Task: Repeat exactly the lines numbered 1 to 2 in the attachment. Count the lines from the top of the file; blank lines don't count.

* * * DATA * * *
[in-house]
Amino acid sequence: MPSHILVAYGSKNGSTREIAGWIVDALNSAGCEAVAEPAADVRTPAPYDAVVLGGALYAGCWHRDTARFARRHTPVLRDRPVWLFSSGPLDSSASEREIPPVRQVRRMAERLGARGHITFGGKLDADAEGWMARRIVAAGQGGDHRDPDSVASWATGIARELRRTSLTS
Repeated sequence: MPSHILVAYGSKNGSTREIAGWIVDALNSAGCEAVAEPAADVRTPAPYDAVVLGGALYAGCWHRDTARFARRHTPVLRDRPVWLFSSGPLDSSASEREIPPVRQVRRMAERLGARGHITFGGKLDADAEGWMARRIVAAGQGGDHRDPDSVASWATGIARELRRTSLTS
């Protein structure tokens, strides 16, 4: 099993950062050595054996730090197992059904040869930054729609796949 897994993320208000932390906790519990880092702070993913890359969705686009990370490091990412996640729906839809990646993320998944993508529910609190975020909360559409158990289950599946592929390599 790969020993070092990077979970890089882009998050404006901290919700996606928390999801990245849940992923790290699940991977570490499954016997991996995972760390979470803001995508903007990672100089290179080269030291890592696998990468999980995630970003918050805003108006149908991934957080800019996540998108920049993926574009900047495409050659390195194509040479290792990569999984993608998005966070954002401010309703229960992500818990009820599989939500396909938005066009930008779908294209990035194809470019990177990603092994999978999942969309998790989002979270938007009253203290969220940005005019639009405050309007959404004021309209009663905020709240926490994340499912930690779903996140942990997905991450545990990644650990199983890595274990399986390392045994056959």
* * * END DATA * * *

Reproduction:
[in-house]
Amino acid sequence: MPSHILVAYGSKNGSTREIAGWIVDALNSAGCEAVAEPAADVRTPAPYDAVVLGGALYAGCWHRDTARFARRHTPVLRDRPVWLFSSGPLDSSASEREIPPVRQVRRMAERLGARGHITFGGKLDADAEGWMARRIVAAGQGGDHRDPDSVASWATGIARELRRTSLTS